Literacy learning in the early grades requires teaching aids that can help teacher improve students’ reading and writing skills. Teaching aids is an effective method to attract students’ attention and interest, for example Big Books that Khaerunnisa utilises in her classroom with short stories that she created in both local Bima language as well as in bahasa Indonesia. The Language Bridge method is applied by first explaining various concepts to children using the Mbojo language, and then gradually introduce in bahasa Indonesia language.

One of the Big Books she created is titled ‘Kucingku’ (My Cat). The story is also available in Mbojo language with title ‘La Manis Ngaoku’. Like any other Big Books that Khaerunnisa made, this bilingual Big Book also features illustrations that appeal to children. Some illustrations in the story are made by herself, some are from the internet.

How is the teaching practice in the classroom? The shared reading activity uses the language bridge method where Khaerunnisa began the activity by reading ‘La Manis Ngaoku’. The children will sit listening to the the story in Mbojo language. After that, children are given the opportunity to ask questions. The whole process is carried out in the local Mbojo language.

Furthermore, Khaerunnisa will continue to the next session in which she retell the story using Indonesian language. The process will be similar; Reading the story in Indonesian language, and once finished children will have the opportunity to ask in case there are words or terms in Indonesian language that they do not understand.

The activity then continued with story sequencing. For this activity, a paper clipping containing a piece of the story in Indonesian language has been prepared. The children were also asked to reconstruct the story which had previously been read together. This activity is carried out in groups so that children can discuss with each other and provide input.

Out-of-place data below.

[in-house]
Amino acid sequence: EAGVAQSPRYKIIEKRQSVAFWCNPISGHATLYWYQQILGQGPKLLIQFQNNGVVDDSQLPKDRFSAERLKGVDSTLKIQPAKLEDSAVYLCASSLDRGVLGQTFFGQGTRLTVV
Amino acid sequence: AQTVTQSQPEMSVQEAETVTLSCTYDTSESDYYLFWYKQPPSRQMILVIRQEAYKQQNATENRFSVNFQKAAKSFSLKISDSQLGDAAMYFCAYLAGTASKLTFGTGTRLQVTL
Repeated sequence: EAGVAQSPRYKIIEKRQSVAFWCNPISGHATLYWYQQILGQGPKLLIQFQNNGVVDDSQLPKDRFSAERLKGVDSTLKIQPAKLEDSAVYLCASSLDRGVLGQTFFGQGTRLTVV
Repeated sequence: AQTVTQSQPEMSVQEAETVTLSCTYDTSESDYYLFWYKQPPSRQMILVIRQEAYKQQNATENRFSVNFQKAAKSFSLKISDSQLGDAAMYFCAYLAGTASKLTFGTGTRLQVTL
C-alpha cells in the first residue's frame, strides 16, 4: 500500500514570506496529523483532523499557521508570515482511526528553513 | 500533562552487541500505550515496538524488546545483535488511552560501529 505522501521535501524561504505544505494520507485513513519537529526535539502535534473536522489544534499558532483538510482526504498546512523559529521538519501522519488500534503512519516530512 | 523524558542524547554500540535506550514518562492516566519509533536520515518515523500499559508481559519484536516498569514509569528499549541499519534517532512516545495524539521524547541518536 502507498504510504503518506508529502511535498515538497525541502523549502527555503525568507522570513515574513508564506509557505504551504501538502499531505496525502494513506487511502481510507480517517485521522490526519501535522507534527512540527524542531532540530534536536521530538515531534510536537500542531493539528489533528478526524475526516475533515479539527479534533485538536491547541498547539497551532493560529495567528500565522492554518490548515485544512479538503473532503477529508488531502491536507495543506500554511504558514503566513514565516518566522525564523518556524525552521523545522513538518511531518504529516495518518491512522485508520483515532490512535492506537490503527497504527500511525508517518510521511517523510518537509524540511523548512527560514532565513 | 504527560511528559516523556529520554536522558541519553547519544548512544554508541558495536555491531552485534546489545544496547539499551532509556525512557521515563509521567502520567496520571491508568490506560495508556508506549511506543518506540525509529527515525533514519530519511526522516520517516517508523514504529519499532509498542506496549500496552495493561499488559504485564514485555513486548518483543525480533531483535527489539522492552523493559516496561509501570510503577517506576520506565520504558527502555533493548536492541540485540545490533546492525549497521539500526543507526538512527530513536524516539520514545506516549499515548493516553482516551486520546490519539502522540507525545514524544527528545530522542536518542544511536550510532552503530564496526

The teaching techniques and methods obtained through INOVASI’s pilot have helped make Khaerunnisa’s classroom atmosphere different. The experience with INOVASI program has opened her creativity, bringing new ideas in teaching her students.

EAST JAVA: Effective School Leadership

Sri Winarni is the head of primary school SDN Sumbergondo 2, located at the eastern end of Batu City, near the foot of Arjuna mountain in East Java.

When she began her role as principal, Sri faced a serious challenge. Teachers were less disciplined, lessons felt more like lectures, and students were not enabled to learn well.

Facing these challenges, Sri has sought to improve the quality of human resources, cooperate with external agencies, and involve parents and the broader community in the implementation of school programs and learning.

EAST JAVA: Strategies for Principals to Improve Student Literacy in Schools

Primary school SDN Punten in East Java has been working to improve student literacy and reading ability, thanks to efforts from its principal. In addition to providing reading corners at various locations around the school, there is also a school magazine and school libraries. At least once per month, teachers are required to use the library as a learning resource with their students.

EAST JAVA: Big books improve student reading ability

In an effort to spur teachers’ creativity, and improve the ability and interest of children in early grade reading, teachers from primary school SDN 2 Kebondalem in East Java began to create ‘Ledgers’ – Large books made by teachers using materials and photographs from the local environment.

EAST JAVA: Creative learning techniques for school supervisors

School supervisors play an important role in supervising academic activities, and in coaching teachers to improve their teaching quality in the classroom. In the Bondowoso area in East Java, primary school supervisor H. Sujito, MM, has been driving new and creative learning techniques. This includes strategies to improve student understanding of literacy in the classroom.